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تحديث الخرائط الطبوغرافية بمقياس 1: 250000 للأراضي الليبية باستخدام نظام المعلومات الجغرافية باستخدام برنامج (QGIS) والبيانات المكانية مفتوحة المصدر: مشروع طبوغرافية ليبيا

 تحديث  الخرائط  الطبوغرافية  بمقياس  1: 250000  للأراضي  الليبية  باستخدام  نظام  المعلومات  الجغرافية  باستخدام  برنامج (QGIS) والبيانات المكانية  مفتوحة  المصدر:  مشروع  طبوغرافية  ليبيا

 Updating Topographic Maps at Scale 1:250000 for Libyan Territory Using Quantum GIS (QGIS) and Open Geospatial Data: Libya Topo-Project

تحديث  الخرائط  الطبوغرافية  بمقياس  1: 250000  للأراضي  الليبية  باستخدام  نظام  المعلومات  الجغرافية  باستخدام  برنامج (QGIS) والبيانات المكانية  مفتوحة  المصدر:  مشروع  طبوغرافية  ليبيا

Salah Hamad

Faculty of the Natural Resources and Environment Sciences, University of Omar Al Mukhtar, Al Baydah Libya.

J. Geographical Studies, 4(1), 22-34, 2020. S. Hamad

Abstract
    From the beginning of the twentieth century, topographic maps for the Libyan state carried out by various compilers, where the first mapping was carried out by the Italian Military Geographical Institute, the Soviet Union Military, and the U.S. Army, followed by mapping carried out by the Libyan state from the 1950s to the 2000s. Most of these maps have not been digitized and updated using the techniques of geographic information systems and remote sensing. This paper discusses on the objectives, methodology and results of the Libya Topography Project, “Libya Topo” for updating the previously compiled topographical map at scale, 1:250000. Open spatial data from different platforms (OSM, Logistics Cluster, Landsat 8 satellite imagery, and SRTM data, etc.). Also, POIs extracted from previously compiled topographic and geological maps. Spatial database for each UTM zone created to store the features and raster. As for the cartographic style, the map layout adopted is the style of the U.S. Defense Mapping Agency maps. The results of the project are an update of 121 topographical map sheets using Quantum (GIS), those will be freely available for the interested users on request (e.g., environmentalists, academics, and university students, etc.).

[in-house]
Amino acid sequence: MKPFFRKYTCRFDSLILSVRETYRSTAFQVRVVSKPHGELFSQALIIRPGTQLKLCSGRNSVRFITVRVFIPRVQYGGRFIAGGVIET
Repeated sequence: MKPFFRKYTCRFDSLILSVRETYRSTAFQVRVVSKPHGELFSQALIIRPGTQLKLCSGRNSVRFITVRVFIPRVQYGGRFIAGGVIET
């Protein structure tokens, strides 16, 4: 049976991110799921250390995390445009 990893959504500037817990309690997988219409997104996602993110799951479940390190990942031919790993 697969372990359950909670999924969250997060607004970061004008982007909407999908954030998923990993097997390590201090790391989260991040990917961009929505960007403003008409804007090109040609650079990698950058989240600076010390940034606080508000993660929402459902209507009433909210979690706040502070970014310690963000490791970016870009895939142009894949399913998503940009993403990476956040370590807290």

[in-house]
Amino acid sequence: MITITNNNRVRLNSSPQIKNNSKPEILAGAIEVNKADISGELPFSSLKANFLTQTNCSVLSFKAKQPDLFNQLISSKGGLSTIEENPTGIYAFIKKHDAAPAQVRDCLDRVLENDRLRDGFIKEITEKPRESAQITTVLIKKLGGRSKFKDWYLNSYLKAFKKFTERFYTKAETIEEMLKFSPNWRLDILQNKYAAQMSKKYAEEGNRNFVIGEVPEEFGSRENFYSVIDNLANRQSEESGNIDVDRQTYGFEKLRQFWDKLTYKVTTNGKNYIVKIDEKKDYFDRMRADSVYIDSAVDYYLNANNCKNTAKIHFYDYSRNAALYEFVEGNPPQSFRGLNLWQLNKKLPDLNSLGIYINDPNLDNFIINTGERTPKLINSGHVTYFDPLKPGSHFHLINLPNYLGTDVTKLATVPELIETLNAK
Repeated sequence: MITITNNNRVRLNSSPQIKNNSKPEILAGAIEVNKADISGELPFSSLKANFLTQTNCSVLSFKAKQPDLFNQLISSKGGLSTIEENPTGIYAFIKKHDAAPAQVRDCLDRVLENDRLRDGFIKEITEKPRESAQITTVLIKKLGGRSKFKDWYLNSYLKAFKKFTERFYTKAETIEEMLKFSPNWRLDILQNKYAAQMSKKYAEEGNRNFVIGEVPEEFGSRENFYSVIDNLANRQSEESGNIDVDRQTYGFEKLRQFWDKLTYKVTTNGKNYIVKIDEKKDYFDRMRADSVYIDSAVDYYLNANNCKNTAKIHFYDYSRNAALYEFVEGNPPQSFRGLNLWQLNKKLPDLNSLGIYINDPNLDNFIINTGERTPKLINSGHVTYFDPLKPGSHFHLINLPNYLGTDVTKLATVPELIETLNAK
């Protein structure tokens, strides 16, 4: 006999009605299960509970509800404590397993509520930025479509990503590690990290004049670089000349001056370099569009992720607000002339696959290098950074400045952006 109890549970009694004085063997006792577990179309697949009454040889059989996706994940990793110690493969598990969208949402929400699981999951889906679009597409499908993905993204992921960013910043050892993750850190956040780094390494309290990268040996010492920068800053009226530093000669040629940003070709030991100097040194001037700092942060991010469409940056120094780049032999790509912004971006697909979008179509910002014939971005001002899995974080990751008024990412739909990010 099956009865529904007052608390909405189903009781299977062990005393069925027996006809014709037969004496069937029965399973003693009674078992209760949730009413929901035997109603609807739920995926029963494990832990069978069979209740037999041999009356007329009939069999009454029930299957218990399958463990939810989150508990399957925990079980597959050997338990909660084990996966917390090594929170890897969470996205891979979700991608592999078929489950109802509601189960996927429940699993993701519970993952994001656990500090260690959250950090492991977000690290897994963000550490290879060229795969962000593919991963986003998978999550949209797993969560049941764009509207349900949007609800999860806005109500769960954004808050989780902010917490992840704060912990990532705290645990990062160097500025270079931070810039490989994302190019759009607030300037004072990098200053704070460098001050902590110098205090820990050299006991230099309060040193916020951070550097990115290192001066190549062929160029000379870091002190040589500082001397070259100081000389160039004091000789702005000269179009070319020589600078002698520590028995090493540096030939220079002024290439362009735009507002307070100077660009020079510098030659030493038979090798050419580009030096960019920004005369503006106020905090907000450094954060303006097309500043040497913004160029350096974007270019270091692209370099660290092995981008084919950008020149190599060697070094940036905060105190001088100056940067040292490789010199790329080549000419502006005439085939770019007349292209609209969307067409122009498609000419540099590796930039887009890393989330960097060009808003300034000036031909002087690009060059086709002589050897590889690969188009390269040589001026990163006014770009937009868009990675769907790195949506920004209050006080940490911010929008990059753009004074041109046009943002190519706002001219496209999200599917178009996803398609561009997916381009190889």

1 INTRODUCTION